I can't believe the hospital didn't begin treating the MRSA while he was in the hospital. There are standards of care on that. And that's just the tip of your iceberg, I know. So very infuriating!

Rootietoot said...

ayiyi.Oy...and other stuff like that. You're my hero, right...

Pete said...


Jeanie said...

Your baby steps have turned into big steps. Once he is stabilized medically I wish you all the best toward getting BK's life (and yours) on a more even keel.

Brenda said...

Whew! I admire your ability to keep your sanity!

Bonnie said...

'Colonized' is what Tyhoid Mary was: carried the bacteria/infectious agent, but wasn't actually ill with it. 'Infected' is when you actually get sick (have symptoms).
MRSA is pretty ubiquitous nowadays, sadly. Hopefully it won't cause him any problems.

Is he getting any kind of therapy to combat the brain damage?

Attila The Mom said...

Bonnie---yes. He's receiving physical and occupational therapies weekly. He also had just started cognitive therapy right before this round of illness. We're planning on picking it up again now that he's better. Thanks for stopping by!

Star said...

You guys just can't catch a break. You have amazing strength.

Joanna Jenkins said...

I yiyi Attila.

First, I am so sorry ANY of this has happened. You've all had way more than your share of medical issues. Enough already.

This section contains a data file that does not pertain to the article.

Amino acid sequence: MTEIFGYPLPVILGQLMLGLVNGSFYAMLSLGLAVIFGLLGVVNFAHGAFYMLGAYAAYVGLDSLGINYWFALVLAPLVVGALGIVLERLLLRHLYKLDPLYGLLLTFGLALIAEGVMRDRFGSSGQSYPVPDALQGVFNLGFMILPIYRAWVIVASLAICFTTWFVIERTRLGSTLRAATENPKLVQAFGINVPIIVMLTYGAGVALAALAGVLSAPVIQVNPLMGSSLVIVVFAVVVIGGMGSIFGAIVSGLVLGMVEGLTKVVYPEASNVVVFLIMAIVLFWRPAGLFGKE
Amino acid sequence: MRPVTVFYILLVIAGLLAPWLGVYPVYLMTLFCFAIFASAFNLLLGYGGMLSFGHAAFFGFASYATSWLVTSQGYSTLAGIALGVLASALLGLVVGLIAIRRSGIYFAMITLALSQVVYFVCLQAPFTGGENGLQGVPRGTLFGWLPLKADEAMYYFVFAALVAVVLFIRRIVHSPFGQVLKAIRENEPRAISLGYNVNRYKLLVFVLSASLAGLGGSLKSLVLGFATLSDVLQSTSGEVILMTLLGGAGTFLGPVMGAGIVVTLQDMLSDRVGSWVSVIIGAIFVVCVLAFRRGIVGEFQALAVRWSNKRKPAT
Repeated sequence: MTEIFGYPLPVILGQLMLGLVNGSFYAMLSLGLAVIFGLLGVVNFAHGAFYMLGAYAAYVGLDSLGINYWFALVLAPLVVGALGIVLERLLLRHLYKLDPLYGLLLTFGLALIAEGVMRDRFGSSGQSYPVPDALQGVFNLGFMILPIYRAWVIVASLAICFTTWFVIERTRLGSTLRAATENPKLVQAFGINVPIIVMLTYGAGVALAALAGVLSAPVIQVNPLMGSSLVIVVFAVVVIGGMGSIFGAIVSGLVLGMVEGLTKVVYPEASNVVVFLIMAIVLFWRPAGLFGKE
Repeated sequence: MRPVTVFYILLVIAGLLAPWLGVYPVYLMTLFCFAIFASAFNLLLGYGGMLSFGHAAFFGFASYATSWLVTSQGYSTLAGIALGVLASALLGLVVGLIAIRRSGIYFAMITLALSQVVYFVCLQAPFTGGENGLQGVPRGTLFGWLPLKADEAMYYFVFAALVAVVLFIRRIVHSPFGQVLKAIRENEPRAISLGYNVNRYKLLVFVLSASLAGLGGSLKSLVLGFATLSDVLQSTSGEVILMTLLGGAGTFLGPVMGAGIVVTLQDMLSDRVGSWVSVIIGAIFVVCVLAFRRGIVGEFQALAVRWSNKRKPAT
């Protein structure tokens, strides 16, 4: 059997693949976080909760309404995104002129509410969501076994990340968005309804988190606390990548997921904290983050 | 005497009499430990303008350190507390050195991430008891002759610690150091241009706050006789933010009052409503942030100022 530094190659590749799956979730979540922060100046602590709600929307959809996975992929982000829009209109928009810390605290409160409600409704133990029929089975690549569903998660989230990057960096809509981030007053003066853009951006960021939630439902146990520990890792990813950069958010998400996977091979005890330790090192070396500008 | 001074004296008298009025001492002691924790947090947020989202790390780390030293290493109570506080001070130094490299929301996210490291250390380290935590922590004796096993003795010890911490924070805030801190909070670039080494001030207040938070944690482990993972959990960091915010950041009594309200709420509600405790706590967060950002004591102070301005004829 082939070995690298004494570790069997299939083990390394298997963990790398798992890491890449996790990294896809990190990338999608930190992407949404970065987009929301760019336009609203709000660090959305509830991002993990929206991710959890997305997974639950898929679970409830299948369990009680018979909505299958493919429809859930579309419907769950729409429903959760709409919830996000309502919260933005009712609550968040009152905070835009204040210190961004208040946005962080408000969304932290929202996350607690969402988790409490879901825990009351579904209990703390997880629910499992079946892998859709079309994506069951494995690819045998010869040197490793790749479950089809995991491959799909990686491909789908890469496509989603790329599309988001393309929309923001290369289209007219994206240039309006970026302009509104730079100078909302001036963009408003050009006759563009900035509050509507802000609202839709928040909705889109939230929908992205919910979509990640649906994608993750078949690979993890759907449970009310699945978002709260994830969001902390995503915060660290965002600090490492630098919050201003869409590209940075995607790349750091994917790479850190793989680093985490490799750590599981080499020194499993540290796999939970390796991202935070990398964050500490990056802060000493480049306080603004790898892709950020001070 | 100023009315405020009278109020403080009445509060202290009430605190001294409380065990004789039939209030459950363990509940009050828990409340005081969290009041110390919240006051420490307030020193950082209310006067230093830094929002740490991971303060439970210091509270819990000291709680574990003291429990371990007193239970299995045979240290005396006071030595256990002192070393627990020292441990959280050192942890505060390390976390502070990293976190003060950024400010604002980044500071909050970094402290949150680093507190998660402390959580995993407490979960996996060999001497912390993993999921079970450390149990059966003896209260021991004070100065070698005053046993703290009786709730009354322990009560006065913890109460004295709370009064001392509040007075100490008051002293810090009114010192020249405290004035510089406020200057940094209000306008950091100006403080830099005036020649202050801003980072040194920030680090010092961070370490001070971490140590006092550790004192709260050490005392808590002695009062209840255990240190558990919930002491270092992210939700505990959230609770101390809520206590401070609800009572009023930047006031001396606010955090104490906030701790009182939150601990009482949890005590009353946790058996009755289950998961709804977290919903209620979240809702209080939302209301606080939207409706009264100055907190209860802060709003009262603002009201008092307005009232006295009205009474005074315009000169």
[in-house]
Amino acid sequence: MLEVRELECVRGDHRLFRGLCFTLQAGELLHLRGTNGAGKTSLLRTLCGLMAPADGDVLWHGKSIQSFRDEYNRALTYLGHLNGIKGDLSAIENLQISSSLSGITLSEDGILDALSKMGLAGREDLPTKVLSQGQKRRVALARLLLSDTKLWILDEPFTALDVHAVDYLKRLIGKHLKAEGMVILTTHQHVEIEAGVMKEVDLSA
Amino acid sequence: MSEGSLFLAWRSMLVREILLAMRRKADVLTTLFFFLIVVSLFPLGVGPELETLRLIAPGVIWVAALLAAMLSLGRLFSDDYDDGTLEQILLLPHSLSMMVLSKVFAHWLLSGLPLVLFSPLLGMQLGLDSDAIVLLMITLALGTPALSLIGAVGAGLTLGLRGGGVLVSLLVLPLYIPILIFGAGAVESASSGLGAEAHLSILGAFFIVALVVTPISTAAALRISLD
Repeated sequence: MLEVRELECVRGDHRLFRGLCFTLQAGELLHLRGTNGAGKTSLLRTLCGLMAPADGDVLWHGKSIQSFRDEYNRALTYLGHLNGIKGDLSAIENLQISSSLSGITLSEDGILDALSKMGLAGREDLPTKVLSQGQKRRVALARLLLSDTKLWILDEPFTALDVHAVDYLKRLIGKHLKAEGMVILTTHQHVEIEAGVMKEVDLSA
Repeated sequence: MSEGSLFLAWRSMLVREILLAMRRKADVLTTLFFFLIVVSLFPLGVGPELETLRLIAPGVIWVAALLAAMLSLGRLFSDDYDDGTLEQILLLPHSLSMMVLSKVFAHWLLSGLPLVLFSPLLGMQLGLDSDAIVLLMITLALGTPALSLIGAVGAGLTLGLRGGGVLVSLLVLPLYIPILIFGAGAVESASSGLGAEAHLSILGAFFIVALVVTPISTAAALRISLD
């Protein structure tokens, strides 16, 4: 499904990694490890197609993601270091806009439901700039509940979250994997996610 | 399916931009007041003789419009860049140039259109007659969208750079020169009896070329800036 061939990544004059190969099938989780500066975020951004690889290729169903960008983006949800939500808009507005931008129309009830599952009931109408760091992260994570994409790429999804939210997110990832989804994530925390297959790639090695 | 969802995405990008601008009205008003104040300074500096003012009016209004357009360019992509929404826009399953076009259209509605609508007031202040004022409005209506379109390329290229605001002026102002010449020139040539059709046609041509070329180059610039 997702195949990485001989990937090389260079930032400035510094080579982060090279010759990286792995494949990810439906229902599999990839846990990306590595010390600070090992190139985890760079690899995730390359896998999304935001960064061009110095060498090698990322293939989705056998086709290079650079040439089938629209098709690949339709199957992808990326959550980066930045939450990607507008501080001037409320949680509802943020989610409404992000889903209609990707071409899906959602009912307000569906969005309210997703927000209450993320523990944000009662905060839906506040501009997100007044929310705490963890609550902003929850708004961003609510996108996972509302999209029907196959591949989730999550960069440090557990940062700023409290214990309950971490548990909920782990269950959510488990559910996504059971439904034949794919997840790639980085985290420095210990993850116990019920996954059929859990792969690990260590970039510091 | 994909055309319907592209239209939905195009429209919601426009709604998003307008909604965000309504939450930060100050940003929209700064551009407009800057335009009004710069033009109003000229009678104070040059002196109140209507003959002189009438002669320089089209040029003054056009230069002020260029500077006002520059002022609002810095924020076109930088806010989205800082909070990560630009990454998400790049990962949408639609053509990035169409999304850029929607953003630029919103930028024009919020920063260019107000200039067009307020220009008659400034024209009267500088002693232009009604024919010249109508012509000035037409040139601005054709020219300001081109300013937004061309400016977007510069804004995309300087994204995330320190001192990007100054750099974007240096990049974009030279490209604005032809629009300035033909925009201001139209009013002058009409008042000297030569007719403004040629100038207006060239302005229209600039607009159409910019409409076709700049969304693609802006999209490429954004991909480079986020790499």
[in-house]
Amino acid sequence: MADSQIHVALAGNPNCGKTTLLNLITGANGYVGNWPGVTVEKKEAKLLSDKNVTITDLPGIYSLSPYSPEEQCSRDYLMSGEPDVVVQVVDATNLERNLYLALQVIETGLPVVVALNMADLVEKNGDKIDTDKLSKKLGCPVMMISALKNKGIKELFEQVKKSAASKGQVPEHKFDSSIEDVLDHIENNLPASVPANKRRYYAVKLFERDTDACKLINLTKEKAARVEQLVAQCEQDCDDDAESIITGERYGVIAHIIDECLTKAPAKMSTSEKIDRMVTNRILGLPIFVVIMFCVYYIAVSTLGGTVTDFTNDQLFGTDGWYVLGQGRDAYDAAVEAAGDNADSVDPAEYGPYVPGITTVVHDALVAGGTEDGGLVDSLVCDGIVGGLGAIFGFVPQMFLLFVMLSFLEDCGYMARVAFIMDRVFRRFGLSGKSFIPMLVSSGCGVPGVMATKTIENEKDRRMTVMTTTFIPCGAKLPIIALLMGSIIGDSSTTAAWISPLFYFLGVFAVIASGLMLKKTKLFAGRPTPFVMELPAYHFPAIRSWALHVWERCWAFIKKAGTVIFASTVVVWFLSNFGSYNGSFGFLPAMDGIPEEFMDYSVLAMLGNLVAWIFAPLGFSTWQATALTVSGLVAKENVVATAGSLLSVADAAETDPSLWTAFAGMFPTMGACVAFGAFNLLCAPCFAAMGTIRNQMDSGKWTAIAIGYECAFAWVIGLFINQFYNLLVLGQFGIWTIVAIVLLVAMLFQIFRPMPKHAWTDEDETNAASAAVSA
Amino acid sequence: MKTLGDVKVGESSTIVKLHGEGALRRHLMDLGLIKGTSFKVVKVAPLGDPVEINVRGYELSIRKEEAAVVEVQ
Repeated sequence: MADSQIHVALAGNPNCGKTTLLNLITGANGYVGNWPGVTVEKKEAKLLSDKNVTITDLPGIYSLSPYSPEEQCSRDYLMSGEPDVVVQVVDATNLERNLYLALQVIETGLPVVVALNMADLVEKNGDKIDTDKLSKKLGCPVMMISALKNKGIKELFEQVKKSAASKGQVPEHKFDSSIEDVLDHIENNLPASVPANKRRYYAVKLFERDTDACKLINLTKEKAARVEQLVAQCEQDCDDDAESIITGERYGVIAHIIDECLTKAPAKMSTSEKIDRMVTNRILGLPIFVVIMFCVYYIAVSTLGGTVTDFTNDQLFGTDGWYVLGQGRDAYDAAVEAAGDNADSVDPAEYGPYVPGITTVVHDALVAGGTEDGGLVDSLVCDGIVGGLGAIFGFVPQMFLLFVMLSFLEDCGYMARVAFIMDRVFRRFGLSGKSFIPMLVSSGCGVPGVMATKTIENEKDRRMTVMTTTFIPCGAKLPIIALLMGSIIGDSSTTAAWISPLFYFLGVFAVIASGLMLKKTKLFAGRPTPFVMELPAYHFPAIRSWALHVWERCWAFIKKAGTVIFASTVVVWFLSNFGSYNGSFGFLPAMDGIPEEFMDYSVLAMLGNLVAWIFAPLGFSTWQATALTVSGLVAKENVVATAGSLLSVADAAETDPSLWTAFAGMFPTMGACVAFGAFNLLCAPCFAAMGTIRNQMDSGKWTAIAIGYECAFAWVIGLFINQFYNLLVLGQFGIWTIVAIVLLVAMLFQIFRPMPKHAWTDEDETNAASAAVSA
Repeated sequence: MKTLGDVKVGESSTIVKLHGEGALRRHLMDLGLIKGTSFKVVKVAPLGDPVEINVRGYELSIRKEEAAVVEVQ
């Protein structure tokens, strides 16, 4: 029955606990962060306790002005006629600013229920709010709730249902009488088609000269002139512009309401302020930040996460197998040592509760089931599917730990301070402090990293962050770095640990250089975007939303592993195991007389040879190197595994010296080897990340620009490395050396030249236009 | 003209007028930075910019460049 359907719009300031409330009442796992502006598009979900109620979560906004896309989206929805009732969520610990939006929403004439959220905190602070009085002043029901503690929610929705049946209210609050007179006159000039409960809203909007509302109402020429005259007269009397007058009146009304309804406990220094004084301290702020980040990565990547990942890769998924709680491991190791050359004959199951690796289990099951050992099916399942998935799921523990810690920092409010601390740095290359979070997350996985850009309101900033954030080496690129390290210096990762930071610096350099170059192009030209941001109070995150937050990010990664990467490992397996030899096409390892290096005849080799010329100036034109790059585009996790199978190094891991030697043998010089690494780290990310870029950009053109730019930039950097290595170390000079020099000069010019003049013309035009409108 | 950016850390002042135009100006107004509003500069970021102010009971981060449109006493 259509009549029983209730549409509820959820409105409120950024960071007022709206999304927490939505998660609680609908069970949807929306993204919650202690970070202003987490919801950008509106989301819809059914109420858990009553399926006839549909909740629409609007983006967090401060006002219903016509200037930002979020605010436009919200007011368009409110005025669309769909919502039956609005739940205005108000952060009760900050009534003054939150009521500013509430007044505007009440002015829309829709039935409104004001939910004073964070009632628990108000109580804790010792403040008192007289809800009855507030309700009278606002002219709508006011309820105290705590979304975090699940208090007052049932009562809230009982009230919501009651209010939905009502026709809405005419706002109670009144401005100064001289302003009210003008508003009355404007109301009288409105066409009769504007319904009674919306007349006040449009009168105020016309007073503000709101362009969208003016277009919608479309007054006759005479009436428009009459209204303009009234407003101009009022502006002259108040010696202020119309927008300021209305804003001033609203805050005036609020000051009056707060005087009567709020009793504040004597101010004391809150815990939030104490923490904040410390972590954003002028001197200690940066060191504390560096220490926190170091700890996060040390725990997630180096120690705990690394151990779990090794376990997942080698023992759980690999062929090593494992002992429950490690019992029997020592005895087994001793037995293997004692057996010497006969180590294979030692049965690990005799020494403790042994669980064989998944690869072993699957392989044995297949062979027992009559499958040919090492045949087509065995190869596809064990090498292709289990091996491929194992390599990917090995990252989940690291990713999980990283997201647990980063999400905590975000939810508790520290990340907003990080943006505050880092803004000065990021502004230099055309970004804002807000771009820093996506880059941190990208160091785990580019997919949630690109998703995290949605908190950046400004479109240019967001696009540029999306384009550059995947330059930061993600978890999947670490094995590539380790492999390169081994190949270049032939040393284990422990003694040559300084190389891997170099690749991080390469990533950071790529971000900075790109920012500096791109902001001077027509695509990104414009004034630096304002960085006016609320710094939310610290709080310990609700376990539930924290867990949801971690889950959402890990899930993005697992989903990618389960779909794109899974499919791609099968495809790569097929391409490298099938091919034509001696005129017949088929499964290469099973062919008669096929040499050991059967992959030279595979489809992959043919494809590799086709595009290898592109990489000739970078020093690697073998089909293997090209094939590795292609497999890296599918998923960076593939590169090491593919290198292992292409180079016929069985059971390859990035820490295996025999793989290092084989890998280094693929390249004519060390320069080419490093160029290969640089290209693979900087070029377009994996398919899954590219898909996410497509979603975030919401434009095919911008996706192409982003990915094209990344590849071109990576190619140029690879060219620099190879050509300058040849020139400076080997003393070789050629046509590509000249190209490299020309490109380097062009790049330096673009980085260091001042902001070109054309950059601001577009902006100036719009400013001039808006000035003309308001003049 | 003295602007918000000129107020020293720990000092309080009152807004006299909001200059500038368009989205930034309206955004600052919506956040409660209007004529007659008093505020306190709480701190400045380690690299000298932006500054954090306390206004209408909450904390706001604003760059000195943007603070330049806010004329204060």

And second-- the level of incompetence at the hospital is scary. Thank god you are as proactive as you are and looking out for Big Kid.

Hang in there my friend. I'm still praying and cheering you on.

xo jj

Anonymous said...

God Bless Kitty. Its a lovely miracle that they found each other to love.

Katie :o) said...

WOW!!! Just a little bit going on for you! I don't know how you keep it all together... Much less write such a witty, inspiring and entertaining blog. Wishing you and Big Kid (and the rest of the family) some breathe-easy sleep.

Anonymous said...

I just can't believe how people keep making huge mistakes, huge hurdles keep getting thrown at your feet and all the insensitive and incompetent people that have come into your life since Big Kid got sick. This whole thing is a horrible nightmare and I'm praying that this recent solution will work out for him. He must be so frustrated and confused. I'm so sorry for you, your family and for Big Kid. I hope now he can start getting his therapies on a regular basis and there are no more life threatening crisises to have to deal with. My wish for you is that life can get back to as close to normal as possible. For all of you.
Love you.

Chris H said...

It's like a never ending nightmare for you poor buggers! {{{HUGS}}}

Ashley's Mom said...

My son just left the hospital and I feel your (and his) pain.

About not being able to make medical decisions - read my posts about the choice I made for my oldest (adult) daughter. It's just one point of view, but like you, I had a really, really tough time accepting that my child couldn't make decisions on her own.

Ashley's Mom said...

Oops, forgot to leave you the link to my posts:

Big Pissy said...

It amazes me how wonderfully you handle everything that's thrown at you.


Joe said...

On an aside, I take risperdone for my stutter. And that I'm crazy. It does help the stutter and I guess it makes me less crazy. It has helped me pack on an unwanted 50 pounds since I started taking it, which I'm not too happy about.